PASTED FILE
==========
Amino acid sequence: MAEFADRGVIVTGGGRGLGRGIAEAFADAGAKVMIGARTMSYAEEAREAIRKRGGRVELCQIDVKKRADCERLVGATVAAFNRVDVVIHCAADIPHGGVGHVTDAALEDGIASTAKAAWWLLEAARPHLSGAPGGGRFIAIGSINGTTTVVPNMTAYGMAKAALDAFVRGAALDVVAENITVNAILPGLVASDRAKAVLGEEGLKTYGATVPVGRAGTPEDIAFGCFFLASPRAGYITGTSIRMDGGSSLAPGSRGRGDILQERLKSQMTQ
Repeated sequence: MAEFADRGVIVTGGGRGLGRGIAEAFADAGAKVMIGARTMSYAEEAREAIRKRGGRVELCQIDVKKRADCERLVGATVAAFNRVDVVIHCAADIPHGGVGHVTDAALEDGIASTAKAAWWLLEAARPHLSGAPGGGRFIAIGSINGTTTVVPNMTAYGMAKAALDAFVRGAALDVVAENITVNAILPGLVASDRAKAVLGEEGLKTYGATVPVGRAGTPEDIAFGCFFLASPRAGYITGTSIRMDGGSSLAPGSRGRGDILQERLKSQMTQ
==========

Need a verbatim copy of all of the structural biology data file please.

Amino acid sequence: MAEFADRGVIVTGGGRGLGRGIAEAFADAGAKVMIGARTMSYAEEAREAIRKRGGRVELCQIDVKKRADCERLVGATVAAFNRVDVVIHCAADIPHGGVGHVTDAALEDGIASTAKAAWWLLEAARPHLSGAPGGGRFIAIGSINGTTTVVPNMTAYGMAKAALDAFVRGAALDVVAENITVNAILPGLVASDRAKAVLGEEGLKTYGATVPVGRAGTPEDIAFGCFFLASPRAGYITGTSIRMDGGSSLAPGSRGRGDILQERLKSQMTQ
Repeated sequence: MAEFADRGVIVTGGGRGLGRGIAEAFADAGAKVMIGARTMSYAEEAREAIRKRGGRVELCQIDVKKRADCERLVGATVAAFNRVDVVIHCAADIPHGGVGHVTDAALEDGIASTAKAAWWLLEAARPHLSGAPGGGRFIAIGSINGTTTVVPNMTAYGMAKAALDAFVRGAALDVVAENITVNAILPGLVASDRAKAVLGEEGLKTYGATVPVGRAGTPEDIAFGCFFLASPRAGYITGTSIRMDGGSSLAPGSRGRGDILQERLKSQMTQ